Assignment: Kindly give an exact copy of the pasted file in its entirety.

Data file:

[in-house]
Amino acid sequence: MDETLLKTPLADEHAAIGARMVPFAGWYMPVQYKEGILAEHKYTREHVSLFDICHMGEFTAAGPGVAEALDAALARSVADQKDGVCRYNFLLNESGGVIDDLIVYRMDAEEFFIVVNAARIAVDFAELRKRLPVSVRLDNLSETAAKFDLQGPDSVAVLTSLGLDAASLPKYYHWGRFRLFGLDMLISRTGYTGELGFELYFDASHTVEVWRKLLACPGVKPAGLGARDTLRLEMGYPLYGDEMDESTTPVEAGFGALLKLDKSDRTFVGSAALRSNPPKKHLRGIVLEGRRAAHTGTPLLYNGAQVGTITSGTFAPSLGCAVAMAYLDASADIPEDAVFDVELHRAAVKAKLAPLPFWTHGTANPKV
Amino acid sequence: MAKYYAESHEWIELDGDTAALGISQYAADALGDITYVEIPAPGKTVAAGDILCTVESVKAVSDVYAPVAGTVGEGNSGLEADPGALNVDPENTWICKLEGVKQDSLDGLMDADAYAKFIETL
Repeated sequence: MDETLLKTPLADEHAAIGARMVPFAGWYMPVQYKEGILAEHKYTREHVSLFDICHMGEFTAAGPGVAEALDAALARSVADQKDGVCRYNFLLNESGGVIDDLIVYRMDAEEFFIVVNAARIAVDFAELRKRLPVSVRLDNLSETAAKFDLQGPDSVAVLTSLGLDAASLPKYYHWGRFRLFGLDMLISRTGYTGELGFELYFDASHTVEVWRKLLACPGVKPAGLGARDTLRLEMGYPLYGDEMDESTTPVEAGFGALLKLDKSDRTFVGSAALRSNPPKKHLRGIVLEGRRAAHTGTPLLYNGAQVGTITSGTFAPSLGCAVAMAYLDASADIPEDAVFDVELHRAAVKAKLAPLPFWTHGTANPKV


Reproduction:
[in-house]
Amino acid sequence: MDETLLKTPLADEHAAIGARMVPFAGWYMPVQYKEGILAEHKYTREHVSLFDICHMGEFTAAGPGVAEALDAALARSVADQKDGVCRYNFLLNESGGVIDDLIVYRMDAEEFFIVVNAARIAVDFAELRKRLPVSVRLDNLSETAAKFDLQGPDSVAVLTSLGLDAASLPKYYHWGRFRLFGLDMLISRTGYTGELGFELYFDASHTVEVWRKLLACPGVKPAGLGARDTLRLEMGYPLYGDEMDESTTPVEAGFGALLKLDKSDRTFVGSAALRSNPPKKHLRGIVLEGRRAAHTGTPLLYNGAQVGTITSGTFAPSLGCAVAMAYLDASADIPEDAVFDVELHRAAVKAKLAPLPFWTHGTANPKV
Amino acid sequence: MAKYYAESHEWIELDGDTAALGISQYAADALGDITYVEIPAPGKTVAAGDILCTVESVKAVSDVYAPVAGTVGEGNSGLEADPGALNVDPENTWICKLEGVKQDSLDGLMDADAYAKFIETL
Repeated sequence: MDETLLKTPLADEHAAIGARMVPFAGWYMPVQYKEGILAEHKYTREHVSLFDICHMGEFTAAGPGVAEALDAALARSVADQKDGVCRYNFLLNESGGVIDDLIVYRMDAEEFFIVVNAARIAVDFAELRKRLPVSVRLDNLSETAAKFDLQGPDSVAVLTSLGLDAASLPKYYHWGRFRLFGLDMLISRTGYTGELGFELYFDASHTVEVWRKLLACPGVKPAGLGARDTLRLEMGYPLYGDEMDESTTPVEAGFGALLKLDKSDRTFVGSAALRSNPPKKHLRGIVLEGRRAAHTGTPLLYNGAQVGTITSGTFAPSLGCAVAMAYLDASADIPEDAVFDVELHRAAVKAKLAPLPFWTHGTANPKV